ROSE (roz) n. One of the most beautiful of all flowers, a symbol of fragrance and loveliness. Often given as a sign of appreciation.
RASPBERRY (raz’ber’e) n. A sharp, scornful comment, criticism or rebuke; a derisive, splatting noise, often called the Bronx cheer.
•RASPBERRIES to the unprecedented heat wave that hit the Northwest — and to climate change.
On June 27, the Albany and Corvallis areas set an all-time temperature record of 110 degrees at Oregon State University’s Hyslop Research Farm, which sits about halfway between the two communities on Highway 20. We should note that temperature readings at Hyslop generally are milder than in nearby cities.
All-time temperatures were smashed in several other communities across the state.
The heat wave was truly devastating, especially since many Oregonians don’t have air conditioning for their homes. According to the Oregon State Medical Examiner, as of Friday afternoon, 95 deaths in the state were related to the scorching temperatures. None of those deaths, thankfully, were recorded in Linn or Benton counties.
It used to be there were just a few days of more than 90 degrees each summer in the Willamette Valley, so air conditioning units weren’t considered all that necessary. My how things have changed.
In case you’ve missed it, things are getting considerably warmer in the valley, the Pacific Northwest, and on Earth, and there are no signs that the trends will be slowing down, according to scientists.
According to NASA and the National Oceanic Atmospheric Administration, 2010-2019 was the hottest decade ever recorded on the planet. NOAA data indicates that 2020 was the second-hottest year on record, trailing only 2016. That means that 2019 now ranks as the third-hottest year in 140 years.
Before last decade, the hottest 10-year span was 2000-2009, and before that, it was the 1990s.
NOAA figures show the trend of hotter temperatures holds true for Portland, Salem and Eugene. High, low and average temperatures for the three largest cities in the Willamette Valley were all hotter in 1991-2020 than in the three decade-period of 1981-2010, and that’s especially true in the summertime.
For example, July’s average max temperature for 1991-2020 was: 81.9 degrees for Portland, up 1.3 degrees over 1981-2010; 83.5 degrees in Salem, up 1.5 degrees over the previous time frame; and 84 degrees in Eugene, up 1.7 degrees over 1981-2020. One decade has made all the difference.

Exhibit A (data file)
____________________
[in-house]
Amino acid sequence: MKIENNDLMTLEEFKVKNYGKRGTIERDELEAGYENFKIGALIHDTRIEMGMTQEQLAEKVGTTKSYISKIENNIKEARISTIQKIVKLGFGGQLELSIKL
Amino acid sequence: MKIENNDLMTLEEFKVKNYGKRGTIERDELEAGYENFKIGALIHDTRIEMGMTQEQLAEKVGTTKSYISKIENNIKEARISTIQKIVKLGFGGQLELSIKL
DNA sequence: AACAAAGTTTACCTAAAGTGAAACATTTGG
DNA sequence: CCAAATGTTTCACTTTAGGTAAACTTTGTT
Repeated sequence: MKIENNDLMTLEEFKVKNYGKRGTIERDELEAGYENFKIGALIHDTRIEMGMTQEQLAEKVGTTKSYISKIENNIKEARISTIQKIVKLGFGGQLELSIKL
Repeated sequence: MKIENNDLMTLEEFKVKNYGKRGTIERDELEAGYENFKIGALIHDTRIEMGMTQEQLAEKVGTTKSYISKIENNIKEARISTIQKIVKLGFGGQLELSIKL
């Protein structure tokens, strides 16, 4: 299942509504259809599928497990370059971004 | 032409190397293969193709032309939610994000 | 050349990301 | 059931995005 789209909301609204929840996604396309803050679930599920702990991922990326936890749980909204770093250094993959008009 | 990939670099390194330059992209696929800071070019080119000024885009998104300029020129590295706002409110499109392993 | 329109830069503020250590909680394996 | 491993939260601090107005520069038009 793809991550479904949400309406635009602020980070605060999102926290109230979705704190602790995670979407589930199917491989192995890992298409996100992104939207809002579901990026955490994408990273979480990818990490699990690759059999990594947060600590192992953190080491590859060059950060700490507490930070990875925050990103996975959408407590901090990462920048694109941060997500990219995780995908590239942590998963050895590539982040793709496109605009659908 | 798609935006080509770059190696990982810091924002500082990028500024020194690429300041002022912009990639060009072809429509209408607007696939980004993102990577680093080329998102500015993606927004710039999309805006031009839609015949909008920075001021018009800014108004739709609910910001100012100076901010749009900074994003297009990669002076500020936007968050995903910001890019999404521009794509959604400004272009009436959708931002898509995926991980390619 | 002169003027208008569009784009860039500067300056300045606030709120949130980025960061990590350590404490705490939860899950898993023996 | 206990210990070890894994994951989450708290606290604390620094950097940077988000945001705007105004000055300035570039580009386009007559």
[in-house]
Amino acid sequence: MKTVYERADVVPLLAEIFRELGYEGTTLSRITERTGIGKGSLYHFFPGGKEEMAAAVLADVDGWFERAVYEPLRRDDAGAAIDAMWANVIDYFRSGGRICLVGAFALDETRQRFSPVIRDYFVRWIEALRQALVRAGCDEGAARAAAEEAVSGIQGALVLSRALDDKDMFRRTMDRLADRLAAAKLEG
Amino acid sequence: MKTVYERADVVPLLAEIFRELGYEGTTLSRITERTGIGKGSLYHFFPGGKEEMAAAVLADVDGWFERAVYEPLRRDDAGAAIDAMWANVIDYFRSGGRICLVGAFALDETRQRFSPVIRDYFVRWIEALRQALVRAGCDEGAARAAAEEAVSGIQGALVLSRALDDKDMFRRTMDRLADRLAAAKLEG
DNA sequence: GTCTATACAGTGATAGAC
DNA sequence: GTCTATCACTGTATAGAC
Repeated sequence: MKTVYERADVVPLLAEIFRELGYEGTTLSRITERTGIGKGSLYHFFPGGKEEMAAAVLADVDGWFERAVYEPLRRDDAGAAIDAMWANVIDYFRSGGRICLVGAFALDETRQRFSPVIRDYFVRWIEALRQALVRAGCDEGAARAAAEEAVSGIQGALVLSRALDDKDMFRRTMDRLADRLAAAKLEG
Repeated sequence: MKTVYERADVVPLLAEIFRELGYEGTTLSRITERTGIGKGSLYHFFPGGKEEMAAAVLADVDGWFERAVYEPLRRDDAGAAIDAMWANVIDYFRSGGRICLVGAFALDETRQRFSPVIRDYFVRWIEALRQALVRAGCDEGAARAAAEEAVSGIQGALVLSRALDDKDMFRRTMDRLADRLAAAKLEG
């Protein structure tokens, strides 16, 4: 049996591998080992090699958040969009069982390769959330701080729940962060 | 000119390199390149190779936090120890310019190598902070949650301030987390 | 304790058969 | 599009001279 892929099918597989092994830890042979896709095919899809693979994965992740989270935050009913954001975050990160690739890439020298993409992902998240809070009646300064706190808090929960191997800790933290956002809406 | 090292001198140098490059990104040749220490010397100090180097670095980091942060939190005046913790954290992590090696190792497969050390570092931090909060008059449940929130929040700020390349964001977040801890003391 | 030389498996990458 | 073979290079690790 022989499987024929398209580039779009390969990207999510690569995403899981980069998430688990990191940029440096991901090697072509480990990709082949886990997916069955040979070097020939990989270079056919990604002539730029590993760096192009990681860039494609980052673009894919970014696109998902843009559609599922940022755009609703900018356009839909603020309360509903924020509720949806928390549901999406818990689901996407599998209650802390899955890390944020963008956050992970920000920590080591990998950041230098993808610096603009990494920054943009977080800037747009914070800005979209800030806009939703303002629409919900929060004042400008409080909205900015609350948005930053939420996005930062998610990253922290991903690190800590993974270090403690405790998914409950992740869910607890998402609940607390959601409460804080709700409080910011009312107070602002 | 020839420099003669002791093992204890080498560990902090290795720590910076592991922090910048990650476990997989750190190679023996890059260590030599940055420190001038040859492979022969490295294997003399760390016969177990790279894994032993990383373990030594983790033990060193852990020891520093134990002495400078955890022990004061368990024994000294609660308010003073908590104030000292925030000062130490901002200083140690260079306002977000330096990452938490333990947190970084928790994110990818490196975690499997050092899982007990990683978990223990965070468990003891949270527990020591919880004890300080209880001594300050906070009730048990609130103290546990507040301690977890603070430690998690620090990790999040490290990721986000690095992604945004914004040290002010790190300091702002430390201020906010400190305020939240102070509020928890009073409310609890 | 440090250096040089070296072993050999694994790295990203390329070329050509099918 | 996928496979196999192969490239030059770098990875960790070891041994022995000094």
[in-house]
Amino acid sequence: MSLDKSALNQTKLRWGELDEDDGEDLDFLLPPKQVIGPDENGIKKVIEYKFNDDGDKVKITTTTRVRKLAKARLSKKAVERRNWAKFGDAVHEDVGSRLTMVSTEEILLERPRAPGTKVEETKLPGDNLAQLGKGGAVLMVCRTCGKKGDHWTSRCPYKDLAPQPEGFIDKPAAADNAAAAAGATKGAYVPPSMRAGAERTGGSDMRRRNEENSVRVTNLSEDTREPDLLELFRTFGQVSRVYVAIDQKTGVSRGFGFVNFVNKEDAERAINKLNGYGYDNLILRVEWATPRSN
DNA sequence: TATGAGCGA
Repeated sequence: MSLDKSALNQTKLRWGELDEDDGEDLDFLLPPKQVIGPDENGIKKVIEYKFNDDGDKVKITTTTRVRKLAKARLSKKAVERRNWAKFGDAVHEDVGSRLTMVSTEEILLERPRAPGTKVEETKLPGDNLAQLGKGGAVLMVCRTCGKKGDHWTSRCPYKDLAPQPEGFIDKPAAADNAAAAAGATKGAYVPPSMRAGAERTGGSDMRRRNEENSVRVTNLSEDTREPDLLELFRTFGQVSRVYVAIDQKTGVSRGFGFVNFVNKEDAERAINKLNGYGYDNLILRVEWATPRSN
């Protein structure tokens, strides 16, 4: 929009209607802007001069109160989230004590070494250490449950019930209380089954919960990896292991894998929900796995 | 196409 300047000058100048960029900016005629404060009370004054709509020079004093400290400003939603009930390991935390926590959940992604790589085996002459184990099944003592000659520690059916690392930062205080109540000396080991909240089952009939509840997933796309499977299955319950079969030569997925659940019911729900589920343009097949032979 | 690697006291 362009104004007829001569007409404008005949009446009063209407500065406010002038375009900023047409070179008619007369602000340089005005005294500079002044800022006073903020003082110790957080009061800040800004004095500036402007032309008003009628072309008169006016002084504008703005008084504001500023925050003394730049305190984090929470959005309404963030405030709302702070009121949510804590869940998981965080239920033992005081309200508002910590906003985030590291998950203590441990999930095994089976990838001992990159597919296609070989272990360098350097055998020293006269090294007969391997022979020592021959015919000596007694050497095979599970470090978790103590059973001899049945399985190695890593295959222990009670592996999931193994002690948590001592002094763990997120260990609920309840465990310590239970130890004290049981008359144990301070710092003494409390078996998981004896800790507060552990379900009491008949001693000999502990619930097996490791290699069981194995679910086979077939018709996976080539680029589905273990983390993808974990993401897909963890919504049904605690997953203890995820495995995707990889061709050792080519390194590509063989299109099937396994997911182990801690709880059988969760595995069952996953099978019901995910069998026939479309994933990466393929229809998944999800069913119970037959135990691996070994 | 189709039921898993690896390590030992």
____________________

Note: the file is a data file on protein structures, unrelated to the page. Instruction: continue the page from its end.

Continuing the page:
Larry O’Neill, Oregon state climatologist, said in a recent interview that the heat wave — coming on the heels of last September’s massive wildfires, an ice storm in February and as the West is experiencing a drought — was exactly the sort of extreme weather event that would be popping up more frequently, and with greater intensity, due to climate change.
“I think one lesson to be learned from this is climate change isn’t going to be an abstract concept,” O’Neill said.
Climate change is a fact and we’re already experiencing its impacts here in the great Northwest. It’s probably time to prepare for a warmer future and all that entails.
•ROSES to several cooling centers in the mid-Willamette Valley that opened up last weekend. These shelters from the heat may have truly been lifesaving for residents.
Some shelters prioritized senior citizens who are more vulnerable to heat-related illnesses, and in retrospect, this seems like a wise decision.
A quick glance at the state’s heat wave death toll shows plenty of individuals in their 60s, 70s and older.
•ROSES to those of you who are stashing away their fireworks for about five more months.
With most of Oregon as dry as a tinderbox, local fire officials are urging caution with fireworks this Fourth of July. Every Independence Day, it seems like there’s some blaze started by an errant firework, whether legal or illegal. And this year, the likelihood of that happening seems greatly increased.
As always, if you choose to have a neighborhood fireworks party for the Fourth of July, use caution and common sense.
But we’ve heard of a few residents who are planning to save their sparklers, spinners, fountains and other fireworks for New Year’s Eve. And that seems like a particularly savvy choice. We’d support that becoming a full-blown trend.
It’s not that we’re anti-fireworks. We just think they’re a better fit for the rainy season in Oregon, at least this year.